It might be worth explaining first, that I absolutely love everything about China. I’ve had this fairytale-style obsession with the country since I was a small child, back when globalisation hadn’t really hit yet and places still seemed far away and mysterious. As a result I love everything from their food, art, culture, history and dress. I love their food so much I’ve actually become really proficient at cooking Chinese food and I make a mean Chow Mein.
For a country and culture I love so much, it’s a little surprising I’ve never managed to make it to China yet. But I got the next best thing when I moved to London four years ago; Chinatown. So it’s a bit of surprise that I’d never done a shoot there before. In saying that it is a very tricky location to shoot; our Chinatown is based in the heart of Soho and filled with tourists at all times. So shooting by day is always going to be very tricky and I hate shooting in crowds. Nighttime poses some of the same problems, as it’s also quite crowded there from nighttime revellers spilling out from the clubs surrounding Chinatown in the hunt for some good grub. Not to mention the amount of equipment needed to shoot in the dark makes it a bit of logistical nightmare.
The only time left to shoot is shortly after dawn, which is where I ran into problem number three; delivery vans. And lots of them! Thankfully Chinese delivery men aren’t half as stressful as drunk revellers or tourists getting in your way so, while half the street was blocked off with delivery vans I managed to somehow get some shots. In future, I might go ask the delivery men what day of the week they do their deliveries and try and work around them.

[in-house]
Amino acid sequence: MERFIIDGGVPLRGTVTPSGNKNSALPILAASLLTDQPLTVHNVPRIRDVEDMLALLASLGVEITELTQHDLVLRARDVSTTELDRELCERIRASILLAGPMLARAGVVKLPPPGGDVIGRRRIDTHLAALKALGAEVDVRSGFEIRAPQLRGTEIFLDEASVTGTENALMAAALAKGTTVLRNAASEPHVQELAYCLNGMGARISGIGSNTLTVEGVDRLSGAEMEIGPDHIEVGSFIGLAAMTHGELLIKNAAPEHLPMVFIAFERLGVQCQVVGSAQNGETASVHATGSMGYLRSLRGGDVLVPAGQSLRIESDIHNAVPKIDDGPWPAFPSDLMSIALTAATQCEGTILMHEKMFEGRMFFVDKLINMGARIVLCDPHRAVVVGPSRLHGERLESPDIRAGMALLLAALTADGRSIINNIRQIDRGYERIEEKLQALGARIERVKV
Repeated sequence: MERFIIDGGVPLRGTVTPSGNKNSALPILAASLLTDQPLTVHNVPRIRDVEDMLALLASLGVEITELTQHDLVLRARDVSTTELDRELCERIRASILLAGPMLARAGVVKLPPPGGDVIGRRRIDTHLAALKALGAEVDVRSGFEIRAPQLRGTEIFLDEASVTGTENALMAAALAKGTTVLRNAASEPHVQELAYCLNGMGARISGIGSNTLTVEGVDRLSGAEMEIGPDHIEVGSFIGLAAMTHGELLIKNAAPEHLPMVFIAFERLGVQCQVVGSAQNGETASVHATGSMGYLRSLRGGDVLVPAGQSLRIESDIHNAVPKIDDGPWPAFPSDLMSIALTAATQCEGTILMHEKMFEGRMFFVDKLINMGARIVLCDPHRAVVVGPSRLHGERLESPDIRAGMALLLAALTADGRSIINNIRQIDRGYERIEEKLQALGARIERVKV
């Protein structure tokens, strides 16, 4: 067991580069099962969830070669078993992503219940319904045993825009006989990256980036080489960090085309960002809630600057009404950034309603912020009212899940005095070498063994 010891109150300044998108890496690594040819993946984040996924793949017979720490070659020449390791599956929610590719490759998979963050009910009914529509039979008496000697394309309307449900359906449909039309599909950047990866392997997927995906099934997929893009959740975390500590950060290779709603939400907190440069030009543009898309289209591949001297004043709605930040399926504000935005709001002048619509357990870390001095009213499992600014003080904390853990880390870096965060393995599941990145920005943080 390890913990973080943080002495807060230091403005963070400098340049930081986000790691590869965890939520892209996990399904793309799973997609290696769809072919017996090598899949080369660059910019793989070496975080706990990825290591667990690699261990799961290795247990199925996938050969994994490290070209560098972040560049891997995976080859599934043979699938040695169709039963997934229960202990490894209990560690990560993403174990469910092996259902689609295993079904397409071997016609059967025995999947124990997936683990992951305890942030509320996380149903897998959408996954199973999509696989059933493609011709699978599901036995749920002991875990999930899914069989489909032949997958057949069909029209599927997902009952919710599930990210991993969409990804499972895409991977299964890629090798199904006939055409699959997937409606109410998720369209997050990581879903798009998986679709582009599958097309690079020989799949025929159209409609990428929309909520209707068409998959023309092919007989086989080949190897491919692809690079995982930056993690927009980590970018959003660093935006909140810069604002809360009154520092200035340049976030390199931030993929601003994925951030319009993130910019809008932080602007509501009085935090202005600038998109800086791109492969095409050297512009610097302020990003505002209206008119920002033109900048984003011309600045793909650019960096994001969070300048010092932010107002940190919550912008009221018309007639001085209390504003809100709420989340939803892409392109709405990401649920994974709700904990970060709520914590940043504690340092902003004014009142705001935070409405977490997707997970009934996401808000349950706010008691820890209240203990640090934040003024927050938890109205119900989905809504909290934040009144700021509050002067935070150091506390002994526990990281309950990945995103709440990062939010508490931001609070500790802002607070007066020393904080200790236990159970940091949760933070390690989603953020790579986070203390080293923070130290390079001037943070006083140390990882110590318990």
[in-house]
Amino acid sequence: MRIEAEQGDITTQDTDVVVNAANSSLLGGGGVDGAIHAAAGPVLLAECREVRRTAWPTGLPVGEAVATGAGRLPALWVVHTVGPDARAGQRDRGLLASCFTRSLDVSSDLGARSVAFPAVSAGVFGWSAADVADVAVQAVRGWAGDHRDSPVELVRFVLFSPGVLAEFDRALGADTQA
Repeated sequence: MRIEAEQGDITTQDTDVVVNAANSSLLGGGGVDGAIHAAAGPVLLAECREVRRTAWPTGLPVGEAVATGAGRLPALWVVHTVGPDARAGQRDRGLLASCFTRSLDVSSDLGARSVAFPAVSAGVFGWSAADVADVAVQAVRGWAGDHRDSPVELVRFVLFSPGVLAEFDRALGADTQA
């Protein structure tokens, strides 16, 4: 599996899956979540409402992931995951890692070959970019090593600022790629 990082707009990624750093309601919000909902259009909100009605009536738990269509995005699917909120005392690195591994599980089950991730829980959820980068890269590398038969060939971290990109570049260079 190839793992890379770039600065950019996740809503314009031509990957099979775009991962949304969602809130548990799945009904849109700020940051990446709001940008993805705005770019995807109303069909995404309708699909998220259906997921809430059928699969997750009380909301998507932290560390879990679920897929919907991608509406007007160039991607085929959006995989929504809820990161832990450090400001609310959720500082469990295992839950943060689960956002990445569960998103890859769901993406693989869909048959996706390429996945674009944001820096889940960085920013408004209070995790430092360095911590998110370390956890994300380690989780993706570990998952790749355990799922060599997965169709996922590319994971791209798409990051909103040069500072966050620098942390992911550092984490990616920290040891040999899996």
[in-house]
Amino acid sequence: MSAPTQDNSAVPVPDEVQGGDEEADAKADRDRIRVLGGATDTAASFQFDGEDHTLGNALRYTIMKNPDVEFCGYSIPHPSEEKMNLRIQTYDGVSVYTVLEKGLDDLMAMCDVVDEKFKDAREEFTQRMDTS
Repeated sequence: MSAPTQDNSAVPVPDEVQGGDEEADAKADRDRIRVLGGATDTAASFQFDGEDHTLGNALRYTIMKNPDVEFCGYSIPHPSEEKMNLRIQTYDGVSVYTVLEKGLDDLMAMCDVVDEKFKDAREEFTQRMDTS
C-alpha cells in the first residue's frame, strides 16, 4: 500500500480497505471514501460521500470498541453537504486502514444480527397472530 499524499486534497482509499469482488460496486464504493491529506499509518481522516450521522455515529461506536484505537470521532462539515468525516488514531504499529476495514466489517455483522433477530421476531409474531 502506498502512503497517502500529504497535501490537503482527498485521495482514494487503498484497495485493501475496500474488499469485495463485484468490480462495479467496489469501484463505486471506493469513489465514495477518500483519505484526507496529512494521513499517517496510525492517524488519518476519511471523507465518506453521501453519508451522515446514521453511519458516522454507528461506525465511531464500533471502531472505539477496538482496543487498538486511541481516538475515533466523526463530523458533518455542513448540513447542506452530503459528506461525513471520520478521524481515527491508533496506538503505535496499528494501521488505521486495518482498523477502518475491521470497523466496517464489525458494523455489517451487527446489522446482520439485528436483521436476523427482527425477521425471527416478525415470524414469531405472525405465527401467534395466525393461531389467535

Now onto the shoot itself. As with previous shoots, it’s gone through a bit of a transformation from its inception to final product. At first I wanted to shoot the eighties-style party-wear that’ll be hitting the shops in time for Christmas, but to be honest I didn’t want to wait too long with this shoot as shooting in the middle of winter is never fun. I also wanted a time when dawn wouldn’t mean 8am.
I’m not quite sure how it came into my head to do the Geek chic trend in Chinatown, and while I resisted it at first, as it seemed a bit naff and not at all me, I eventually settled on it. Truth be told, it was a wise move because this shoot very quickly stopped being the usual high end editorial I usually shoot, like 3 Mill Lane or Wuthering Heath, and started to resemble a more street-style, accessories shoot you’d find in magazines and on other bloggers’ websites. It was nice to do the latter again, since it’s been a while since I done a shoot like that.
It also allowed me to go a little mad on the accessories, which was fun and are often not as important on my shoots as you’d think. I often don’t shoot with handbags, so it was nice to suddenly have three! The two Chinese-style clutches were an absolute find and I’m so delighted that I discovered them as it really helped tie the shoot into the location. Now I’d been aware of the brand Skinny Dip, having shot them for this shoot in Shoreditch a few months ago. While scouring through ASOS for other inspirational pieces, I came across both the fan clutch and the lucky cat clutch and discovered they were pieces exclusive to ASOS. Yipee!! As if I don’t buy enough from there, but they were so fabulous they had to be bought for this shoot. This shoot does look a bit like the accessories and details were just piled on, but that was the idea behind it. Often I find good style is less about what you’re actually wearing and more to do with the attitude you wear that pulls it off. You can easily see this at any fashion week, when the fashionistas come out with their craziest outfits, but it works because they believe in their outfits.